# Partial Derivatives and the Linear Wave Equation

1. Jul 26, 2016

### Taulant Sholla

1. The problem statement, all variables and given/known data
I'm reading through the derivations of the linear wave equation. I'm following everything, except the passage I highlighted in yellow in the below attachment:

2. Relevant equations
I'm not understanding why partials must be used because "we evaluate this tangent at a particular instant of time."

3. The attempt at a solution
It seems if x, y, and t were all changing then there'd be a need for a partial. As stated in the highlighted text, I'm not getting it. Any help is appreciated.

2. Jul 26, 2016

### MarcusAgrippa

The displacement y of the string from its equilibrium position (y=0) is a function of both x and t - it depends on where along the string you look, and on the time at which you look at it. Figure 16.19 shows the position of the string at a given time t. So when you find the slope of the tangent at this time t, you are holding the time constant. That means that you must take the partial derivative of y with respect to x - the definition of a partial derivative requires you to hold fixed all independent variables other than the one by which you differentiate.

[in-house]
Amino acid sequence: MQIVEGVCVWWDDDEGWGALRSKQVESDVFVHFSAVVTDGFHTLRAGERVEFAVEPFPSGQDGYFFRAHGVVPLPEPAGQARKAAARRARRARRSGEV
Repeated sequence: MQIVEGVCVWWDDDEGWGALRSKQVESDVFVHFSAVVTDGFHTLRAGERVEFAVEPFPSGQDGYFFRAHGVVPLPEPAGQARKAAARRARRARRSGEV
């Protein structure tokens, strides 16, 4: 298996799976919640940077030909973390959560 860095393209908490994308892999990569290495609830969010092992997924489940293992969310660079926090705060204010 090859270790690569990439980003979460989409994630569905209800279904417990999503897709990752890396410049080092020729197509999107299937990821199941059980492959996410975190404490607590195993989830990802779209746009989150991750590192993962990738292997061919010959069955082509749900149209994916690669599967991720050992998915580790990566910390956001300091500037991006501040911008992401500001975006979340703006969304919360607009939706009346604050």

On your point 3, it is because you are holding t fixed that you need to use the partial derivative. Note that x and t are your independent variables, and that y is the dependent variable. were you to allow both x and t to change, you would need a different kind of derivative that you will probably not have studied yet, and its physical interpretation would be quite different.

3. Jul 26, 2016

### Taulant Sholla

Very helpful - thank you so much! What kind of derivative is needed if x and t were both changing?

4. Jul 27, 2016

### MarcusAgrippa

It is called the directional derivative, or the covariant derivative.

5. Jul 27, 2016

### Taulant Sholla

Thank you again.